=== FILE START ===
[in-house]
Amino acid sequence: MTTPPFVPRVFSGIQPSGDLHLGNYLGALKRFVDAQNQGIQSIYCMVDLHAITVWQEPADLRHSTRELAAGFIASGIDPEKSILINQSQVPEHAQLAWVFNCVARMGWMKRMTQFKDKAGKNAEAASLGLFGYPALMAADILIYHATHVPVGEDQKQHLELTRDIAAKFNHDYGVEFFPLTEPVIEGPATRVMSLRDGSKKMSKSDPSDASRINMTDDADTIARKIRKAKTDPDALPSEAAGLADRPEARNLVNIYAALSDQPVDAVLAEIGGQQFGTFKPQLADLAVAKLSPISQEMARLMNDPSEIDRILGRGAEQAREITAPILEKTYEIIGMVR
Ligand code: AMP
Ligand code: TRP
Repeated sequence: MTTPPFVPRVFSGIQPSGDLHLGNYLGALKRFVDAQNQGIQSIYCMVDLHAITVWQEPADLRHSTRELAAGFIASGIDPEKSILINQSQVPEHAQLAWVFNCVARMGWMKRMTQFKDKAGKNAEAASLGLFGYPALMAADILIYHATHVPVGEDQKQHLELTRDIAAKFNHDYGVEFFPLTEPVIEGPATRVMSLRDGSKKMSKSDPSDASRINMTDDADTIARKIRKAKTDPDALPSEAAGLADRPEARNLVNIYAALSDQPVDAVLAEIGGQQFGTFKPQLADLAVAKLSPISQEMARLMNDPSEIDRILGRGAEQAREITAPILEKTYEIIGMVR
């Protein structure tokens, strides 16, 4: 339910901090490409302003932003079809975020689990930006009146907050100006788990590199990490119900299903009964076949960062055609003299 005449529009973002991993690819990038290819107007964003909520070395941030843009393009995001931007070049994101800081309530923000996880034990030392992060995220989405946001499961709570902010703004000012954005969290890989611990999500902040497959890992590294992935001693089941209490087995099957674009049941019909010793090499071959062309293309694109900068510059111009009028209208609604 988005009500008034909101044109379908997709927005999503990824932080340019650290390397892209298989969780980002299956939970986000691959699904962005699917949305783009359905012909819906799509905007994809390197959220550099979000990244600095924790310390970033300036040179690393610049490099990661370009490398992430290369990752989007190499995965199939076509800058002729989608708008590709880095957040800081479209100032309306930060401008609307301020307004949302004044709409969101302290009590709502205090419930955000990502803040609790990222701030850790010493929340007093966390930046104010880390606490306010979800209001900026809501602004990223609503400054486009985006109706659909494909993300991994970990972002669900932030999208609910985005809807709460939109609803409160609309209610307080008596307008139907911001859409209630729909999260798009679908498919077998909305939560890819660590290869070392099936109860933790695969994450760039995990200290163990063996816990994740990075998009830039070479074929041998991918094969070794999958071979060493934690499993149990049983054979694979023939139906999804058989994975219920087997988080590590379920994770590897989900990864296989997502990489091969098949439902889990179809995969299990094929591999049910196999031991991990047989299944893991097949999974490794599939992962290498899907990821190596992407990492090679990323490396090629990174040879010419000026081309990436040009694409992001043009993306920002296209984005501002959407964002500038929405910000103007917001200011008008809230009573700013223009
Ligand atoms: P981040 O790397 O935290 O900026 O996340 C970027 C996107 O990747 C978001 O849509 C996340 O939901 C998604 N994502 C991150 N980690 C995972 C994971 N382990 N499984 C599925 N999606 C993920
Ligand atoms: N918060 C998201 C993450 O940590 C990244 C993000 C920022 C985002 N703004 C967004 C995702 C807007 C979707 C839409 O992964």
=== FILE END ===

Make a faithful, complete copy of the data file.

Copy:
[in-house]
Amino acid sequence: MTTPPFVPRVFSGIQPSGDLHLGNYLGALKRFVDAQNQGIQSIYCMVDLHAITVWQEPADLRHSTRELAAGFIASGIDPEKSILINQSQVPEHAQLAWVFNCVARMGWMKRMTQFKDKAGKNAEAASLGLFGYPALMAADILIYHATHVPVGEDQKQHLELTRDIAAKFNHDYGVEFFPLTEPVIEGPATRVMSLRDGSKKMSKSDPSDASRINMTDDADTIARKIRKAKTDPDALPSEAAGLADRPEARNLVNIYAALSDQPVDAVLAEIGGQQFGTFKPQLADLAVAKLSPISQEMARLMNDPSEIDRILGRGAEQAREITAPILEKTYEIIGMVR
Ligand code: AMP
Ligand code: TRP
Repeated sequence: MTTPPFVPRVFSGIQPSGDLHLGNYLGALKRFVDAQNQGIQSIYCMVDLHAITVWQEPADLRHSTRELAAGFIASGIDPEKSILINQSQVPEHAQLAWVFNCVARMGWMKRMTQFKDKAGKNAEAASLGLFGYPALMAADILIYHATHVPVGEDQKQHLELTRDIAAKFNHDYGVEFFPLTEPVIEGPATRVMSLRDGSKKMSKSDPSDASRINMTDDADTIARKIRKAKTDPDALPSEAAGLADRPEARNLVNIYAALSDQPVDAVLAEIGGQQFGTFKPQLADLAVAKLSPISQEMARLMNDPSEIDRILGRGAEQAREITAPILEKTYEIIGMVR
């Protein structure tokens, strides 16, 4: 339910901090490409302003932003079809975020689990930006009146907050100006788990590199990490119900299903009964076949960062055609003299 005449529009973002991993690819990038290819107007964003909520070395941030843009393009995001931007070049994101800081309530923000996880034990030392992060995220989405946001499961709570902010703004000012954005969290890989611990999500902040497959890992590294992935001693089941209490087995099957674009049941019909010793090499071959062309293309694109900068510059111009009028209208609604 988005009500008034909101044109379908997709927005999503990824932080340019650290390397892209298989969780980002299956939970986000691959699904962005699917949305783009359905012909819906799509905007994809390197959220550099979000990244600095924790310390970033300036040179690393610049490099990661370009490398992430290369990752989007190499995965199939076509800058002729989608708008590709880095957040800081479209100032309306930060401008609307301020307004949302004044709409969101302290009590709502205090419930955000990502803040609790990222701030850790010493929340007093966390930046104010880390606490306010979800209001900026809501602004990223609503400054486009985006109706659909494909993300991994970990972002669900932030999208609910985005809807709460939109609803409160609309209610307080008596307008139907911001859409209630729909999260798009679908498919077998909305939560890819660590290869070392099936109860933790695969994450760039995990200290163990063996816990994740990075998009830039070479074929041998991918094969070794999958071979060493934690499993149990049983054979694979023939139906999804058989994975219920087997988080590590379920994770590897989900990864296989997502990489091969098949439902889990179809995969299990094929591999049910196999031991991990047989299944893991097949999974490794599939992962290498899907990821190596992407990492090679990323490396090629990174040879010419000026081309990436040009694409992001043009993306920002296209984005501002959407964002500038929405910000103007917001200011008008809230009573700013223009
Ligand atoms: P981040 O790397 O935290 O900026 O996340 C970027 C996107 O990747 C978001 O849509 C996340 O939901 C998604 N994502 C991150 N980690 C995972 C994971 N382990 N499984 C599925 N999606 C993920
Ligand atoms: N918060 C998201 C993450 O940590 C990244 C993000 C920022 C985002 N703004 C967004 C995702 C807007 C979707 C839409 O992964």